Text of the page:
La Sal Del Rey
Views of crystal-covered shores and a hypersaline lake that sits over a four million ton salt dome. Great opportunities to enjoy wildlife.
The King's Salt...
Biodiversity makes for great wildlife watching and a fun outdoor experience. Get out and enjoy the refuge.
Enjoy, explore, learn!
Boca Chica Beach
Enjoy a walk on the beach. Look for sea turtles in the surf and peregrine falcons flying overhead.
Where the Rio Grande Empties Into the Gulf
Where Nature Meets History!
Set within this historic community is a chance to see white-collared seedeaters, red-billed pigeons, Audubon's orioles and more.
Roma Bluffs World Birding Center
The most southern tip of Texas is one of the most biologically diverse regions in North America. Protecting and restoring the native trees and plants is a management priority, as is connecting and protecting habitat to create a wildlife corridor.Managing for Wildlife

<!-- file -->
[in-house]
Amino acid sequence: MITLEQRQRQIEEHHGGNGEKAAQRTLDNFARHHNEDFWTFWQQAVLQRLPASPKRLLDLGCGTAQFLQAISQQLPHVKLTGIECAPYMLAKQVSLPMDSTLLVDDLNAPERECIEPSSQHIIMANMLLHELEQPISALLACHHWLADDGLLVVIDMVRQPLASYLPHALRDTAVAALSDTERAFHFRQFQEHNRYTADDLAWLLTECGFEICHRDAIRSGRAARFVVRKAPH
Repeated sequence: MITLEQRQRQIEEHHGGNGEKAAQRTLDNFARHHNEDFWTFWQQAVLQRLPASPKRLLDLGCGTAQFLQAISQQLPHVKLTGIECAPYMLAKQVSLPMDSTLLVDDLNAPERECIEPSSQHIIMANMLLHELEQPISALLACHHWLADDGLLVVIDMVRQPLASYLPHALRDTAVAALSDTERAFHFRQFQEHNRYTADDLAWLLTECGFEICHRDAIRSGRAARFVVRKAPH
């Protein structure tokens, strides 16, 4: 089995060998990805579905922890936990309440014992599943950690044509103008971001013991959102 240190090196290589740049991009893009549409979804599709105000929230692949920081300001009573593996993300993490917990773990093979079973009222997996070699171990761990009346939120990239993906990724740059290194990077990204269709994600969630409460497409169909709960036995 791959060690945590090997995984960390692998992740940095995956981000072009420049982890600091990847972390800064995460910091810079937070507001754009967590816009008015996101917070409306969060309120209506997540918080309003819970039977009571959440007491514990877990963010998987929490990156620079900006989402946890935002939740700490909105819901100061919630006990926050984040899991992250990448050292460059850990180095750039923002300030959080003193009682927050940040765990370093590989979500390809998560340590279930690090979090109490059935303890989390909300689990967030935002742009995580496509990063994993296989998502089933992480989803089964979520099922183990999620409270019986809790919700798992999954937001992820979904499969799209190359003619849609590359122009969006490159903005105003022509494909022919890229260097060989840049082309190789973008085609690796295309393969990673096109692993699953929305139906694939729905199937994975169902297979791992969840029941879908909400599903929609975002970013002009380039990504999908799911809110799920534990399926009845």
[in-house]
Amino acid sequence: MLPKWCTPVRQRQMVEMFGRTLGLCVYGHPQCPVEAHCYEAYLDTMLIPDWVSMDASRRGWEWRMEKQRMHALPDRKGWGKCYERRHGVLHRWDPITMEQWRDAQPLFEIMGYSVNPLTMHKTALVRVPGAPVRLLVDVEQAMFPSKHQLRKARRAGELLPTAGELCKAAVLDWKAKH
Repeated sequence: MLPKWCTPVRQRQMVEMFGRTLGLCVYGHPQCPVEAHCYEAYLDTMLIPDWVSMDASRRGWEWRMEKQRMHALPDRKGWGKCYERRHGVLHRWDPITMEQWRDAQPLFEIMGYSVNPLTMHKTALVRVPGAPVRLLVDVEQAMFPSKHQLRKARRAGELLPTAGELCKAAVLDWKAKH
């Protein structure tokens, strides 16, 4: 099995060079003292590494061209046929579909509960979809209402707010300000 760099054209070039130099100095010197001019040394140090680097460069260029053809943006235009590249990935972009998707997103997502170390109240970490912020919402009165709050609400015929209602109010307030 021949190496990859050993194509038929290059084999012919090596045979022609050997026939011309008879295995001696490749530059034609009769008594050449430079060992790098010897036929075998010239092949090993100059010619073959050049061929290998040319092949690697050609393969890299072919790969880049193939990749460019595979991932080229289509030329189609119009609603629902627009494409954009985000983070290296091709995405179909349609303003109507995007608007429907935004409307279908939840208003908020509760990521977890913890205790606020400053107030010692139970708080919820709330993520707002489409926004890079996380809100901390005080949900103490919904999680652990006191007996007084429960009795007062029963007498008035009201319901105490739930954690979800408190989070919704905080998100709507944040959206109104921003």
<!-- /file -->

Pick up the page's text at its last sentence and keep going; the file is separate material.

About the NWRS
The National Wildlife Refuge System, within the U.S. Fish and Wildlife Service, manages a national network of lands and waters set aside to conserve America’s fish, wildlife, and plants.
Learn more about the NWRS
Join the fun and help plant trees, shrubs and wildflowers for the benefit of wildlife. The habitat you help restore will become important to wildlife that will use it to rest, nest, feed and raise their young. Bring your friends, family, a shovel and do your part at Rio Reforestation 2013! Saturday, November 2, 2013
On the coastal prairie along the banks of the winding Rio Grande is the scene of the last land battle of the Civil War, a battle fought and won by the South one month after the war ended with Lee's surrender at Appomattox. The Battle of Palmito Ranch
The ocelot is a small wild cat that is a management priority for the Lower Rio Grande Valley National Wildlife Refuge. Restoring and protecting habitat benefits this and many other species found in this biologically rich region.
Page Photo Credits All photos courtesy of USFWS unless otherwise noted.
Last Updated: May 20, 2013